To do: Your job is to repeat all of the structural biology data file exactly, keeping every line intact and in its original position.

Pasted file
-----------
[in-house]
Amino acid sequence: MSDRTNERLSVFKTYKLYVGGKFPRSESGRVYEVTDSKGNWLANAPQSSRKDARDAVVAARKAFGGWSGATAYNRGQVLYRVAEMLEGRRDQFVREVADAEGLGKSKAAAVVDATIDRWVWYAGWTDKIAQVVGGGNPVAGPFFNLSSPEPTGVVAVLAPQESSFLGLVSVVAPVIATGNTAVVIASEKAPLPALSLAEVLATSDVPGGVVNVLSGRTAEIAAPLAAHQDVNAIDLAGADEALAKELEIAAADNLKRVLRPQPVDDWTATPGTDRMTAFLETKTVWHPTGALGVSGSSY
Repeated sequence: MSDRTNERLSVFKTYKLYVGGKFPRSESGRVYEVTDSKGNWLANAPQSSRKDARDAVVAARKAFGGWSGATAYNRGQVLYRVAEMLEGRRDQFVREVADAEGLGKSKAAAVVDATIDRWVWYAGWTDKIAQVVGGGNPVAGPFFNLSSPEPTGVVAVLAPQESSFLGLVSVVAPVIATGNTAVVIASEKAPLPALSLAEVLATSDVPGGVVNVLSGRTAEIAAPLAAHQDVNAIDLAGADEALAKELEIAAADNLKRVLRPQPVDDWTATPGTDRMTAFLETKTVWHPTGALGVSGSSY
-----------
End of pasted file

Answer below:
[in-house]
Amino acid sequence: MSDRTNERLSVFKTYKLYVGGKFPRSESGRVYEVTDSKGNWLANAPQSSRKDARDAVVAARKAFGGWSGATAYNRGQVLYRVAEMLEGRRDQFVREVADAEGLGKSKAAAVVDATIDRWVWYAGWTDKIAQVVGGGNPVAGPFFNLSSPEPTGVVAVLAPQESSFLGLVSVVAPVIATGNTAVVIASEKAPLPALSLAEVLATSDVPGGVVNVLSGRTAEIAAPLAAHQDVNAIDLAGADEALAKELEIAAADNLKRVLRPQPVDDWTATPGTDRMTAFLETKTVWHPTGALGVSGSSY
Repeated sequence: MSDRTNERLSVFKTYKLYVGGKFPRSESGRVYEVTDSKGNWLANAPQSSRKDARDAVVAARKAFGGWSGATAYNRGQVLYRVAEMLEGRRDQFVREVADAEGLGKSKAAAVVDATIDRWVWYAGWTDKIAQVVGGGNPVAGPFFNLSSPEPTGVVAVLAPQESSFLGLVSVVAPVIATGNTAVVIASEKAPLPALSLAEVLATSDVPGGVVNVLSGRTAEIAAPLAAHQDVNAIDLAGADEALAKELEIAAADNLKRVLRPQPVDDWTATPGTDRMTAFLETKTVWHPTGALGVSGSSY